This is the third entry in a series of posts on U.S. debt purchases by the foreign private sector during the past decade. An introduction and overview can be found here.
Every transaction, when observed at the most minute level is commonly thought to have two effects:
- a marginal price effect, which depends on the aggression of the involved parties and
- a change in ownership of the respective asset.
For most transactions (or bundles thereof), these effects are inconsequential at a macro level.
Sometimes however, while frequently still appearing inconsequential when viewed from a micro perspective, large unidirectional flows into similar assets by similar but distinct actors can have a lasting impact on markets. An impact which transcends the purely transactional nature of asset acquisitions and affects the market environment as a whole by altering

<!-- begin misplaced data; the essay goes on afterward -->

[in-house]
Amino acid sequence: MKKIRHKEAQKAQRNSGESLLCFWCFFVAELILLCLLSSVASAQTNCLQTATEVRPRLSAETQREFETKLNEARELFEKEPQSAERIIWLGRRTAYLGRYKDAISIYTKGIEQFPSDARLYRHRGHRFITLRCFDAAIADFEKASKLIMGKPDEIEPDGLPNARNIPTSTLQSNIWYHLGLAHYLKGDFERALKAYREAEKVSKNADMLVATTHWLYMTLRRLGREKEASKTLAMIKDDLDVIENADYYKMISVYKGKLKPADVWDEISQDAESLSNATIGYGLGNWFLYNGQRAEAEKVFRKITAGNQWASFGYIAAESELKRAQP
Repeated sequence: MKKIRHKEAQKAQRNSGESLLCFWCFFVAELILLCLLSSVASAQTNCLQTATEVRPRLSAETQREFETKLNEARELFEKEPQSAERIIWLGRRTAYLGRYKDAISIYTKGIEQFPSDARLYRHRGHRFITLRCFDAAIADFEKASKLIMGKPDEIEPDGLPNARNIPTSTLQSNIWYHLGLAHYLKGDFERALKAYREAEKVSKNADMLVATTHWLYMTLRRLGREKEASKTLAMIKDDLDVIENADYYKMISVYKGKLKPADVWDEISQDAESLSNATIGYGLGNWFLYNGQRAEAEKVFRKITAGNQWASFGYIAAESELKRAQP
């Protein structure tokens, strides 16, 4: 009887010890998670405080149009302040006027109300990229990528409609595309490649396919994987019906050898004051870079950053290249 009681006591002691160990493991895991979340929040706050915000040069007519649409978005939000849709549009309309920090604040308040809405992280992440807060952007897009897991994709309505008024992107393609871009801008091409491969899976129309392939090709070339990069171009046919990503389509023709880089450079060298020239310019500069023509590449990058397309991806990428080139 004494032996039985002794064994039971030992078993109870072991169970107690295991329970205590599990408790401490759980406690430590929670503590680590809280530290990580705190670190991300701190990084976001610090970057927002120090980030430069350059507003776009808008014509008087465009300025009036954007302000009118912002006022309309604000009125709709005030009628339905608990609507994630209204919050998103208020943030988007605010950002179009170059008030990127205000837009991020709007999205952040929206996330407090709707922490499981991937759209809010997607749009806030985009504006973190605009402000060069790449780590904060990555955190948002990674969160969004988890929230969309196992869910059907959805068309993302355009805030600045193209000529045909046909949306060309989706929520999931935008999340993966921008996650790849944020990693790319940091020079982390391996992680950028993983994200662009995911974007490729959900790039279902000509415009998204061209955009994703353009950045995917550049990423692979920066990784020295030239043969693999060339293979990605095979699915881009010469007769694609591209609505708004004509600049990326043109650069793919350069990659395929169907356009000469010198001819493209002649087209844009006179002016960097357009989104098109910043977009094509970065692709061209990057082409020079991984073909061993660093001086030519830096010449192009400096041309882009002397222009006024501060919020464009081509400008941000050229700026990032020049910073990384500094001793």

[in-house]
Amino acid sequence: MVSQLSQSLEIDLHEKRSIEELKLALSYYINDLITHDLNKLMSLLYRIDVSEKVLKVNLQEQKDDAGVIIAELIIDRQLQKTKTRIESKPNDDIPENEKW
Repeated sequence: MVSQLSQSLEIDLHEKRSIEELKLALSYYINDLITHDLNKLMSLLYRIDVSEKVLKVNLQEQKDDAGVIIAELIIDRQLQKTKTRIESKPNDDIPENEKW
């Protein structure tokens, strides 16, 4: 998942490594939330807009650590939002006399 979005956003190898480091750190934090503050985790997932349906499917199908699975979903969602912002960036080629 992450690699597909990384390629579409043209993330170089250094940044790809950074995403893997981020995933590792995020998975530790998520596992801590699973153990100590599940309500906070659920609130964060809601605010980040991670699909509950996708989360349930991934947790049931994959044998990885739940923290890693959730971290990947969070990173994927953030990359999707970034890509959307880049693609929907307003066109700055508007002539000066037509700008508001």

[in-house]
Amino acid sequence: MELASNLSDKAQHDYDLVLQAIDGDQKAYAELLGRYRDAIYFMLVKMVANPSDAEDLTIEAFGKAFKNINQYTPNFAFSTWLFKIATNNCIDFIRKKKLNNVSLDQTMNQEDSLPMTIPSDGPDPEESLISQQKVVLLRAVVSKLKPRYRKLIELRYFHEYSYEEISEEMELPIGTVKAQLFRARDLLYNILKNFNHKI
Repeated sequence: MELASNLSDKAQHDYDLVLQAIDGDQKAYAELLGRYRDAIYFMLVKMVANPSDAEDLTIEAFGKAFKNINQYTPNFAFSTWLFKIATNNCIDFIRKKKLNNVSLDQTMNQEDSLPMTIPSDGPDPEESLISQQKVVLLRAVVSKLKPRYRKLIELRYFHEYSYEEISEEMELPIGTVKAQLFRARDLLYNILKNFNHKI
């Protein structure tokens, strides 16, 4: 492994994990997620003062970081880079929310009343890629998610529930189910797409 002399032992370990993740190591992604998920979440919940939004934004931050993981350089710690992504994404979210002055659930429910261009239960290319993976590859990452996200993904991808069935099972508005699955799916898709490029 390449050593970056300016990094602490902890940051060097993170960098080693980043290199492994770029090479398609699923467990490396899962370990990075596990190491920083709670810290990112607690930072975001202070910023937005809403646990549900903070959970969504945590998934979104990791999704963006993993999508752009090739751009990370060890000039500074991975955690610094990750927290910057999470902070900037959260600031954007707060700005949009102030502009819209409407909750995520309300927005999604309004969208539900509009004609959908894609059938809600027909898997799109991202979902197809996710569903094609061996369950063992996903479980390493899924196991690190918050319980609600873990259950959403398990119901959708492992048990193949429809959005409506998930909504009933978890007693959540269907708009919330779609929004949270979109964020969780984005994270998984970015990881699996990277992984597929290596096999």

- who can issue at what yield levels and
- in what amounts.
At the same time, large inflows which fall into this category tend to create new linkages between hitherto unconnected balance sheets, which then have the power to – at times – shape the future trajectory of markets.
It is from such a perspective that the overseas inflows into U.S. debt this cycle will be analyzed in the following sections. Figure 1 is an attempt to map out – hopefully in a somewhat organized manner – the different layers at which foreign private inflows affect numerous financial markets.
The balance sheets of the principal actors involved – the issuer and the ultimate buyer – are placed on the very left and right of the diagram respectively. In between lie several layers affected by the purchases.
The analysis will commence by first focusing on the left half of Figure 1: discuss the effects of purchases on bond markets, the issuers and the broader economic environment. Afterwards, the concentration will shift to how institutions acquire the necessary funds in the first place and, closely related, how they deal with FX risk and the effects of their hedging structures on markets. This is figuratively speaking the right half of Figure 1. Continue reading “Effects, balance sheets and new linkages”